Gulf War Syndrome, Migraines, Heart & Vascular Disease,
DIC, Unemployability TDIU
Free Veterans Disability Consultation!
Call Now! (800) 742-5035
Cooper continued...Number of IU Beneficiaries
The number of veterans rated totally disabled based on IU has more than doubled in the past six years from 97,275 veterans in 1999 to over 221,000 veterans today. There is no single clear explanation for the increase in IU ratings over the last six years. However, the rise has occurred concurrent with other significant changes. Since September 30, 1999, the number of veterans receiving compensation has increased from 2,252,980 to 2,636,979 at the end of fiscal year 2005. This increase of 383,999 veterans represents a 17 percent rise in the number of veterans receiving compensation. There has also been an increase in the average combined disability evaluation over the same period. At the end of 1999, 57 percent of all veterans receiving compensation had combined evaluations of 30 percent or less. Today it is 46 percent. The percent of veterans with combined evaluations of 60 percent disability or more has increased from 17 percent at the end of 1999 to the current 29 percent. An interplay of advancing age, diabetes, and various presumptions of service connection for cancers associated with herbicide and radiation, as well as a significant increase in the number of veterans awarded service-connection for PTSD, account for a substantial portion of the increase.
Throughout the rating schedule, a 60 percent evaluation or higher reflects significant disability. A 40 percent evaluation assigned to a condition generally reflects a serious handicap. Therefore, when multiple service-connected conditions are involved, the higher 70 percent minimum combined evaluation is reasonable to allow for the interplay of multiple disabilities.
The 1945 rating schedule established that age was not to be considered a factor in evaluating service-connected disability, and that entitlement to IU could not be based on advancing age or additional non-service-connected disabilities.
Under VA regulations, if a veteran’s earned income does not exceed the amount established by the U.S. Department of Commerce, Bureau of the Census, as the poverty threshold for one person, currently $9,570, the veteran is only marginally employed, and marginal employment does not qualify as substantially gainful employment. Also, the U.S. Court of Appeals for Veterans Claims held in Faust v. West that employment that provides annual income exceeding the poverty threshold for one person, irrespective of the number of hours or days actually worked and without regard to the veteran’s annual earned income prior to the award of the IU rating, constitutes "actual employability."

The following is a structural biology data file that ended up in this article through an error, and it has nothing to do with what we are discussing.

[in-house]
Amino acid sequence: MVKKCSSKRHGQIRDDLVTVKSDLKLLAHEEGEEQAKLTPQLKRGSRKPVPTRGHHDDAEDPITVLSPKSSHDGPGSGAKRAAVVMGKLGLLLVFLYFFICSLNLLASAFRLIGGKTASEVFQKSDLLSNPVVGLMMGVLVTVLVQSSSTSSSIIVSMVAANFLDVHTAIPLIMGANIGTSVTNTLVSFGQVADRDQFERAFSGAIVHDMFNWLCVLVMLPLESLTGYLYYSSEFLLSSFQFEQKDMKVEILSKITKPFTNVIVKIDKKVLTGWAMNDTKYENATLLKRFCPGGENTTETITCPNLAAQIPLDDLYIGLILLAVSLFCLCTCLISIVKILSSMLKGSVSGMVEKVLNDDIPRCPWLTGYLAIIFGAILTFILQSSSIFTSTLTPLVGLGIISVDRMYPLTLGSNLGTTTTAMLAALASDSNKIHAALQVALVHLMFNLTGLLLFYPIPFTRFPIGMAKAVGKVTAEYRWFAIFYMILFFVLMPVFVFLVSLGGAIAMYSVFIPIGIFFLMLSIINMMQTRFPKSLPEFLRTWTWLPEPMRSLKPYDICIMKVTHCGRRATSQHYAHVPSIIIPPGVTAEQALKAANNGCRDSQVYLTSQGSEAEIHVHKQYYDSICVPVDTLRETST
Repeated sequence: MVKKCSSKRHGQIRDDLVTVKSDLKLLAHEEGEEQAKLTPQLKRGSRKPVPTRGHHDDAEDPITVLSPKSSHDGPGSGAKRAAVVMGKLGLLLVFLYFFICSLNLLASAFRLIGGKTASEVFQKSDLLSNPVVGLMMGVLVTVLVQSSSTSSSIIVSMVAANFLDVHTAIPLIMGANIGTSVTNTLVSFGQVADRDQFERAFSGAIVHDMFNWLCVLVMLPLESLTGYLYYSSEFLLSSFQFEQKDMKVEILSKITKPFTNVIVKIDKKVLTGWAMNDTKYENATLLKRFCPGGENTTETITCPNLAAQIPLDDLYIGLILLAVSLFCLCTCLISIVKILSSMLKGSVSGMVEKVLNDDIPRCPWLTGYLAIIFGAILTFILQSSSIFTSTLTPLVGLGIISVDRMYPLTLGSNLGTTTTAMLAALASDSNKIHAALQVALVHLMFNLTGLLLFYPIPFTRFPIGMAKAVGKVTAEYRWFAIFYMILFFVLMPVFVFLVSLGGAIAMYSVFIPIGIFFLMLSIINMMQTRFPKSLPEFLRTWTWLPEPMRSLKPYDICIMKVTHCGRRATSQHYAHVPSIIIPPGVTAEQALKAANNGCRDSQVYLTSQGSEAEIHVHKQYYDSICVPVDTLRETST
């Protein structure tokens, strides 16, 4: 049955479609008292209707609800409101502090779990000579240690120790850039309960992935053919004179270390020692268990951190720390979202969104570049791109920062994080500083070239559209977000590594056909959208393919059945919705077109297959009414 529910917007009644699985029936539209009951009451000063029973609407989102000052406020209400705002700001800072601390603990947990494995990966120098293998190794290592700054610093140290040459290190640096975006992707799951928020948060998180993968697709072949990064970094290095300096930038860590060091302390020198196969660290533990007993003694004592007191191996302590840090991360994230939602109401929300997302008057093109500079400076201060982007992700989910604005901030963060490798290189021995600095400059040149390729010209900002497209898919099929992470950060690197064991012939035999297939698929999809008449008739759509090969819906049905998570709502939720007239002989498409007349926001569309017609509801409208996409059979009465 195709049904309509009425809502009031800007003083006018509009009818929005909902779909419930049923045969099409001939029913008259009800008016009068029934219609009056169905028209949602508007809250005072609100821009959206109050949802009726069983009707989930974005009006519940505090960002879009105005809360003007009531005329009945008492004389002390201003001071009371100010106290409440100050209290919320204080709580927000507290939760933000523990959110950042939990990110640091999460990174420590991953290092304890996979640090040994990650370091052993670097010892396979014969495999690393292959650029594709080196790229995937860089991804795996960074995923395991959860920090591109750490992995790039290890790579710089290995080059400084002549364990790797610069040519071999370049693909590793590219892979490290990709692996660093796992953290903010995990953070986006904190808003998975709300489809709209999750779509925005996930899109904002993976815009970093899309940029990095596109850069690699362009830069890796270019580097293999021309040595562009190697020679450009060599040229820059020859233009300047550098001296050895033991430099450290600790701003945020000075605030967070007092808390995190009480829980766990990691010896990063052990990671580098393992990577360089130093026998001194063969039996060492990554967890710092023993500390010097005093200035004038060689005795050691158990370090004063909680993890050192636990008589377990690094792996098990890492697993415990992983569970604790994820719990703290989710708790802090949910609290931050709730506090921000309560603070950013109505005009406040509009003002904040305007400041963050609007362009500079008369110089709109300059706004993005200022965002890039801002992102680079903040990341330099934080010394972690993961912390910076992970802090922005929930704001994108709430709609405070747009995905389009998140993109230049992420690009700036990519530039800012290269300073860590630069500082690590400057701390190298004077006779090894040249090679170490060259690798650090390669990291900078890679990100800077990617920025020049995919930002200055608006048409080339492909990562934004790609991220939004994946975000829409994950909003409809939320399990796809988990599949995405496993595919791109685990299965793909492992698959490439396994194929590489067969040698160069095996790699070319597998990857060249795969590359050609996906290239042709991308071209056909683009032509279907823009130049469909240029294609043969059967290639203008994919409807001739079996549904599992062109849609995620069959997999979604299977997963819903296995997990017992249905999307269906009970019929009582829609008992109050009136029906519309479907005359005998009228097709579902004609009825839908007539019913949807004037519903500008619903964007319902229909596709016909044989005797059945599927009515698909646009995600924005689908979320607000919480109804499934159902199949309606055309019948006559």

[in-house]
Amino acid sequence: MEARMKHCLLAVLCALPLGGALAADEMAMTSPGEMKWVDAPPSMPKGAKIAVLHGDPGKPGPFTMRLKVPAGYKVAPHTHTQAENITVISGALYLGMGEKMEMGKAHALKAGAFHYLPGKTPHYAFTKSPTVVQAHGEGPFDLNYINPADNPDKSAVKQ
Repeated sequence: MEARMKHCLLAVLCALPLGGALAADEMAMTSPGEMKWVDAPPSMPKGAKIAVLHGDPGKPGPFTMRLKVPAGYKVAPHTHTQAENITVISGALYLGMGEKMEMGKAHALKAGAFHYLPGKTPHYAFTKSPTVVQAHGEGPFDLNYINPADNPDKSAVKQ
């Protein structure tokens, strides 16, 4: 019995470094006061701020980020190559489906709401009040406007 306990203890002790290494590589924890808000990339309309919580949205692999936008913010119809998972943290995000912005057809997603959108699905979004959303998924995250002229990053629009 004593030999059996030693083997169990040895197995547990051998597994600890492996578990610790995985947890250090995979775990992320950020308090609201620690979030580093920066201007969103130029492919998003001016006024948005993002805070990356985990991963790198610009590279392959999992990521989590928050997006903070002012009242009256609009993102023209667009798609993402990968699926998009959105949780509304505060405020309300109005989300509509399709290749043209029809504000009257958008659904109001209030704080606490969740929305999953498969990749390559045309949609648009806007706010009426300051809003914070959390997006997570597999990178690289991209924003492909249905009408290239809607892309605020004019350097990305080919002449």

Role of the Medical Examiner
If the rating official determines that a medical examination is necessary to determine whether a veteran is entitled to a total disability rating based on IU, an appropriate examination or opinion request is submitted to a VHA medical facility or our contract examination pro
Medical examiners follow the appropriate worksheets to perform a complete and adequate examination for rating purposes, answering all questions and providing opinions as requested. A diagnosis is to be provided for every condition listed on the examination request. The medical examiner should describe the disability’s effect on the veteran’s daily activities and ability to work. For IU claims, the examiner should also obtain the veteran’s occupational history (i.e., type of occupation, employment dates, wages for last 12 months, and detail any time that was lost from work in past 12-month period). Continued Below...
Cooper Continued Application Process
In most cases, to be considered for IU benefits, a veteran must apply. However, in the Norris case mentioned earlier, the court held that a veteran need not apply for IU for a claim for IU to be inferred. Thus, VA is required to consider the issue in certain circumstances, even if the veteran did not explicitly apply for an IU rating. Recent guidance to the field directed that, once an IU claim is inferred, an application must be sent to the veteran for completion in order to obtain the essential information requested on the application form. The form asks the veteran to furnish an employment history for the five-year period preceding the date on which the veteran became unemployable, as well as from that date to the date of application.
As part of the development of IU claims, field stations are also required to solicit information from each employer during the 12-month period preceding the date the veteran last worked. The employer is asked to provide information concerning the veteran’s employment history including the date of employment, the type of work performed, and if the veteran is not currently working, the reasons for termination of employment.